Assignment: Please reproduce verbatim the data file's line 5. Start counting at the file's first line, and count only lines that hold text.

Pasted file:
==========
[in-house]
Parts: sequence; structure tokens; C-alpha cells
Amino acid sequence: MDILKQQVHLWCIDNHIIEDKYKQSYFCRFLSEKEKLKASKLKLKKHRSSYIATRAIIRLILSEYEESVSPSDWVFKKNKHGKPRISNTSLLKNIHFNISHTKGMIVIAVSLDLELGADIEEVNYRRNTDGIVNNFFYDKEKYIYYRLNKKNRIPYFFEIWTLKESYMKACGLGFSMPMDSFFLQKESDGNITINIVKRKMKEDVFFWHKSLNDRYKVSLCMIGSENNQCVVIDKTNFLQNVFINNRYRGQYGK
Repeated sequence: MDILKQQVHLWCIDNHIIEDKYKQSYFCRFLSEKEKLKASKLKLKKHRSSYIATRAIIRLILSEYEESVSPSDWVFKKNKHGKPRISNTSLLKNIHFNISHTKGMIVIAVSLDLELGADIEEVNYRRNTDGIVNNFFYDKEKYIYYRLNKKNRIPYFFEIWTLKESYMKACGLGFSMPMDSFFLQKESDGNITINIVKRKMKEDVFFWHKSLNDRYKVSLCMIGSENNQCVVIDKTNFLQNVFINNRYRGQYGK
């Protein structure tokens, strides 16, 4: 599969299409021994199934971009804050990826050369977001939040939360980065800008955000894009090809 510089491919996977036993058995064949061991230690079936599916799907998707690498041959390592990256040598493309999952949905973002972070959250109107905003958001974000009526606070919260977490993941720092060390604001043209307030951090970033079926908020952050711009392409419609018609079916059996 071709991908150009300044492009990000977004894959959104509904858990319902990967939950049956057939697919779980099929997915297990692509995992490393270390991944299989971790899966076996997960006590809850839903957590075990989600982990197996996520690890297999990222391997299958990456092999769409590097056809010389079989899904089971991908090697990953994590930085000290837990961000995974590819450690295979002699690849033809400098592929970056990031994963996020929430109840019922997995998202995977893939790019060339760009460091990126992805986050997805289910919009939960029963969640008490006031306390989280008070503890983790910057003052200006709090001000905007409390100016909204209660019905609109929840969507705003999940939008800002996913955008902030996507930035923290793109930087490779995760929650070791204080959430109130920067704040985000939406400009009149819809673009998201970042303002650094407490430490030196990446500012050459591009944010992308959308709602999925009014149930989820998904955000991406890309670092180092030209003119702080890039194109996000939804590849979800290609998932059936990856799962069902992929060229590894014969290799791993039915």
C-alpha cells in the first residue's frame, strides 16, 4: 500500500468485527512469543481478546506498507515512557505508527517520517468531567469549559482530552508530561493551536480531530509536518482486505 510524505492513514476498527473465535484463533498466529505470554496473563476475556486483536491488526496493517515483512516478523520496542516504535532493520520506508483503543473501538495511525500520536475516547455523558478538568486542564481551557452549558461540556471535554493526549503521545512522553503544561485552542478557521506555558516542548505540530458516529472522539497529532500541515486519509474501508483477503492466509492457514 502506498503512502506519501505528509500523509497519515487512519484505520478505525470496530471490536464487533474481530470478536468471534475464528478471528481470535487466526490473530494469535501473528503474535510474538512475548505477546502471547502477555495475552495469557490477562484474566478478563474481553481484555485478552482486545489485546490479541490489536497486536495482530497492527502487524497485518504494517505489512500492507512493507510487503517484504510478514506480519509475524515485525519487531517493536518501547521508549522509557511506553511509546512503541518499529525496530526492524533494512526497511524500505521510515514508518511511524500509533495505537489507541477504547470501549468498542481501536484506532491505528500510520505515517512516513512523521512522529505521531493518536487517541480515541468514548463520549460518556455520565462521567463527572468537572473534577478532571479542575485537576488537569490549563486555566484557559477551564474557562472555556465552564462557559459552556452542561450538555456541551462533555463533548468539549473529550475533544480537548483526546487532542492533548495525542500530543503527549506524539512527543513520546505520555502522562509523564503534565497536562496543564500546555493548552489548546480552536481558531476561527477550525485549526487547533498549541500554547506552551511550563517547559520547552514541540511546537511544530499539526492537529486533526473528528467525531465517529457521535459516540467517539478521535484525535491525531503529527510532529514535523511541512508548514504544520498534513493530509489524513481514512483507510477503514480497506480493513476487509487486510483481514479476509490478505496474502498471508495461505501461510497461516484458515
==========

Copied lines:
């Protein structure tokens, strides 16, 4: 599969299409021994199934971009804050990826050369977001939040939360980065800008955000894009090809 510089491919996977036993058995064949061991230690079936599916799907998707690498041959390592990256040598493309999952949905973002972070959250109107905003958001974000009526606070919260977490993941720092060390604001043209307030951090970033079926908020952050711009392409419609018609079916059996 071709991908150009300044492009990000977004894959959104509904858990319902990967939950049956057939697919779980099929997915297990692509995992490393270390991944299989971790899966076996997960006590809850839903957590075990989600982990197996996520690890297999990222391997299958990456092999769409590097056809010389079989899904089971991908090697990953994590930085000290837990961000995974590819450690295979002699690849033809400098592929970056990031994963996020929430109840019922997995998202995977893939790019060339760009460091990126992805986050997805289910919009939960029963969640008490006031306390989280008070503890983790910057003052200006709090001000905007409390100016909204209660019905609109929840969507705003999940939008800002996913955008902030996507930035923290793109930087490779995760929650070791204080959430109130920067704040985000939406400009009149819809673009998201970042303002650094407490430490030196990446500012050459591009944010992308959308709602999925009014149930989820998904955000991406890309670092180092030209003119702080890039194109996000939804590849979800290609998932059936990856799962069902992929060229590894014969290799791993039915």